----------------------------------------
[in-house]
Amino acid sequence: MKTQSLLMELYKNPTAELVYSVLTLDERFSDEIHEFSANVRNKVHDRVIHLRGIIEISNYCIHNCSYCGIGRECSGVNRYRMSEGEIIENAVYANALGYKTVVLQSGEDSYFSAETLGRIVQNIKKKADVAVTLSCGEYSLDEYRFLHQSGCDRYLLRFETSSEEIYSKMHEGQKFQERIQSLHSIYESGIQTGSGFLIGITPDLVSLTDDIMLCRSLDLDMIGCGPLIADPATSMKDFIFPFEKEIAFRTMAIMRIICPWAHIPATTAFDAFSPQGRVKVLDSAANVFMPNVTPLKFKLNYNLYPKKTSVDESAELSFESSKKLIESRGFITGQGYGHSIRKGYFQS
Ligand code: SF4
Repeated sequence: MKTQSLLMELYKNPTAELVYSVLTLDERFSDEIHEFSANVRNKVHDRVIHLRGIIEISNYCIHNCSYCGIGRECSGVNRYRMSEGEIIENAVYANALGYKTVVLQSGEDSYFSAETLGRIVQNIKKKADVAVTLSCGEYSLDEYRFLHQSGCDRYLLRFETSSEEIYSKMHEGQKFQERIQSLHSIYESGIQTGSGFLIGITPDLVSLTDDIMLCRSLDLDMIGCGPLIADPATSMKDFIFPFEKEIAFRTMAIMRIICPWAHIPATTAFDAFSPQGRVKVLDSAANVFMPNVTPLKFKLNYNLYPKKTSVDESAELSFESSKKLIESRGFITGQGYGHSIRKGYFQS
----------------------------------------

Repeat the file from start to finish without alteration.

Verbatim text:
[in-house]
Amino acid sequence: MKTQSLLMELYKNPTAELVYSVLTLDERFSDEIHEFSANVRNKVHDRVIHLRGIIEISNYCIHNCSYCGIGRECSGVNRYRMSEGEIIENAVYANALGYKTVVLQSGEDSYFSAETLGRIVQNIKKKADVAVTLSCGEYSLDEYRFLHQSGCDRYLLRFETSSEEIYSKMHEGQKFQERIQSLHSIYESGIQTGSGFLIGITPDLVSLTDDIMLCRSLDLDMIGCGPLIADPATSMKDFIFPFEKEIAFRTMAIMRIICPWAHIPATTAFDAFSPQGRVKVLDSAANVFMPNVTPLKFKLNYNLYPKKTSVDESAELSFESSKKLIESRGFITGQGYGHSIRKGYFQS
Ligand code: SF4
Repeated sequence: MKTQSLLMELYKNPTAELVYSVLTLDERFSDEIHEFSANVRNKVHDRVIHLRGIIEISNYCIHNCSYCGIGRECSGVNRYRMSEGEIIENAVYANALGYKTVVLQSGEDSYFSAETLGRIVQNIKKKADVAVTLSCGEYSLDEYRFLHQSGCDRYLLRFETSSEEIYSKMHEGQKFQERIQSLHSIYESGIQTGSGFLIGITPDLVSLTDDIMLCRSLDLDMIGCGPLIADPATSMKDFIFPFEKEIAFRTMAIMRIICPWAHIPATTAFDAFSPQGRVKVLDSAANVFMPNVTPLKFKLNYNLYPKKTSVDESAELSFESSKKLIESRGFITGQGYGHSIRKGYFQS